Partner Publications

Lake Superior Manoomin Cultural and Ecosystem Characterization Study: Final Report

Excerpt from the Report: Manoomin (wild rice) is integral to the culture, livelihood, and identity of the Anishinaabe, a group of Indigenous peoples within Canada and the United States. Manoomin grows only in the clean waters of the Gichi-manidoo gitigaan (The Great Spirits Garden). The arrival of the Anishinaabe to the Great Lakes Basin was in fulfillment of the prophecy that guided their migration from the Atlantic Northeast westward toward the Great Lakes to where “food grows on the water.” In addition to the vital role of Manoomin in the lives of the Anishinaabe, it is also recognized as being ecologically important. Migrating and resident wildlife feed on Manoomin seeds in wild rice beds, which provide a nursery for many species of fish and serve as nesting and breeding habitats for many waterfowl and muskrat. Many species feed on the plant. Wild rice plants can also help stabilize shorelines (Tribal Wild Rice Task Force, 2018; David et al., 2019).

Climate Change Vulnerability Assessment: Integrating Scientific and Traditional Ecological Knowledge

Excerpt from the Report: To understand how climate change might affect treaty resources, GLIFWC climate change staff are in the process of completing a climate change vulnerability assessment of over 60 beings/species of interest to GLIFWC’s member tribes across the Ceded Territories. This assessment is unique in that it seeks to integrate Traditional Ecological Knowledge (TEK) and Scientific Ecological Knowledge (SEK) to examine the vulnerability of beings/species to climate change. TEK, also known as traditional knowledge or indigenous knowledge, is expressed orally, through languages, stories, songs, and laws. One way to view it is a knowledge system that reflects an intergenerational world view of interrelationships with the environment. This integration of TEK and SEK will make results of the assessment more useful to our member tribes, strengthen our understanding of how beings/species may respond to climate change, and help GLIFWC respond to climate change in accordance with the cultural values of its member tribes.

Expanding the Narrative of Tribal Health: The Effects of Wild Rice Quality Rule Changes on Tribal Health

Excerpt from the Report: Fond du Lac has experienced challenges in documenting and publicizing the impacts to community health, social cohesion, access to healthy food, equity, and other important issues related to the degradation of wild rice. The primary purpose of this HIA is to clearly and simply articulate the importance of manoomin to the health of the Ojibwe people. Our intent is to support the implementation and enforcement of broadly protective wild rice water quality regulations, and make additional recommendations for sustaining manoomin in Minnesota because of the fundamental importance of manoomin to tribal health.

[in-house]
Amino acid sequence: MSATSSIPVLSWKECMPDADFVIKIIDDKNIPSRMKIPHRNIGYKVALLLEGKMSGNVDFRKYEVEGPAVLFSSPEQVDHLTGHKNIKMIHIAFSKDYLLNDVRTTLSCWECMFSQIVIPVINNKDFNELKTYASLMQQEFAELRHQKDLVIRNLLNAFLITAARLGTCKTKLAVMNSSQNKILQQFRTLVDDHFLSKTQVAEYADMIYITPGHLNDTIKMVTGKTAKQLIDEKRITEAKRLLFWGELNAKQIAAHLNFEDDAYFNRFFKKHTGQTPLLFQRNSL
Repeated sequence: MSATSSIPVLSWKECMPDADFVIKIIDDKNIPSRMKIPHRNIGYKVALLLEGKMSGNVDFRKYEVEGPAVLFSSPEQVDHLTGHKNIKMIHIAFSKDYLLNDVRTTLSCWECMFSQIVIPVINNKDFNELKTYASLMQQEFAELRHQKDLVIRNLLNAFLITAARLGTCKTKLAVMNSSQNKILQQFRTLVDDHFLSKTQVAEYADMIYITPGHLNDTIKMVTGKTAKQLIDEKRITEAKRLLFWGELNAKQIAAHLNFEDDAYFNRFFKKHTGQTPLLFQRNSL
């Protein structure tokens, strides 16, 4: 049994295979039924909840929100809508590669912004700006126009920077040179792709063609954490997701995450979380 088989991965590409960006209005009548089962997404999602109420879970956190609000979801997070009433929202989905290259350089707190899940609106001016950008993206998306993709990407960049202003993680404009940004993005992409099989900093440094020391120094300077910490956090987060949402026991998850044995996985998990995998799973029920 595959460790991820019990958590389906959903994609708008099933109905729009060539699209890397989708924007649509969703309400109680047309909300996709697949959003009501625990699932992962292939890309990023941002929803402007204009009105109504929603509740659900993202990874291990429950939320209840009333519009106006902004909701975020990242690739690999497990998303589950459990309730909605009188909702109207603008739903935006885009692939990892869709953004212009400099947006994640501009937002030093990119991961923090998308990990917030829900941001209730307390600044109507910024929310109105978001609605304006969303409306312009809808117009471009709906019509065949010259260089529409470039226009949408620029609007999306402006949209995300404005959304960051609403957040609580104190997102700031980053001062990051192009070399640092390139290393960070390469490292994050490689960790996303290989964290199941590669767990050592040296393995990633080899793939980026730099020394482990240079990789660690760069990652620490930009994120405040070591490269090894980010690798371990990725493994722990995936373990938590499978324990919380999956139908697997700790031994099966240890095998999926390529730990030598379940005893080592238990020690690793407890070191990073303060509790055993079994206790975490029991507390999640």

The Food That Grows Out Of The Water: The Economic Benefits of Wild Rice in Minnesota.

Excerpt from the Report: In order to provide a more comprehensive understanding of the benefits wild rice provides for Minnesotans, this report aims to capture some of its economic value. While this report makes no attempt to assign monetary value to the cultural significance of manoomin – in unequivocal recognition that this value is far beyond economic measure – it does seek to make an economic case for protecting wild rice habitat. The cultural, health, ecological, and economic benefits of manoomin all depend on a healthy ecosystem that supports the plant’s growth and development. So, by making an economic case for this, we aim to ensure that all the benefits of manoomin – including those that are not economic – will be available to future generations.

2018 Tribal Wild Rice Task Force Report

Excerpt from the Report: The purpose of the TWRTF is to review existing literature, including literature and information based on tradition, culture, and science, that is available to inform the understanding of the impacts of sulfate or other sulfur compounds on habitat conditions on wild rice, identify information gaps, make recommendations on priorities for wild rice research, and prepare a report with recommendations in a similar fashion to that included in Executive Orders 18-08 and 18-09, providing a report to the Governor by December 15th, 2018.

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